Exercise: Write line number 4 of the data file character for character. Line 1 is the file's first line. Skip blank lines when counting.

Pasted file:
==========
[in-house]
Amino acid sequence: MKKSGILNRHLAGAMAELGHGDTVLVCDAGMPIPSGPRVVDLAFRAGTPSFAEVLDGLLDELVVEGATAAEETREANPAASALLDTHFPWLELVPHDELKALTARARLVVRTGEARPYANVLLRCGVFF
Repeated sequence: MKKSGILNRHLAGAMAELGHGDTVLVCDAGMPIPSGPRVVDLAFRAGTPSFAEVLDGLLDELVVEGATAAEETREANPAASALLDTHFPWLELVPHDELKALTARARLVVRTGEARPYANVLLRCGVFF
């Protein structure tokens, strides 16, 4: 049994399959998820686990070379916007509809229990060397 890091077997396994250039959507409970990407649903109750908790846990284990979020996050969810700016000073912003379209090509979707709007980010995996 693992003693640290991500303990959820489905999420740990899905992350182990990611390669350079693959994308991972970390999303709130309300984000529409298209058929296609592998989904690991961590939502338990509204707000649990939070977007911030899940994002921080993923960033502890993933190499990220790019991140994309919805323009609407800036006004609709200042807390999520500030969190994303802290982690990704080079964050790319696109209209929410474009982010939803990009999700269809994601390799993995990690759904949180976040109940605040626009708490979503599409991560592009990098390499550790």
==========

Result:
């Protein structure tokens, strides 16, 4: 049994399959998820686990070379916007509809229990060397 890091077997396994250039959507409970990407649903109750908790846990284990979020996050969810700016000073912003379209090509979707709007980010995996 693992003693640290991500303990959820489905999420740990899905992350182990990611390669350079693959994308991972970390999303709130309300984000529409298209058929296609592998989904690991961590939502338990509204707000649990939070977007911030899940994002921080993923960033502890993933190499990220790019991140994309919805323009609407800036006004609709200042807390999520500030969190994303802290982690990704080079964050790319696109209209929410474009982010939803990009999700269809994601390799993995990690759904949180976040109940605040626009708490979503599409991560592009990098390499550790």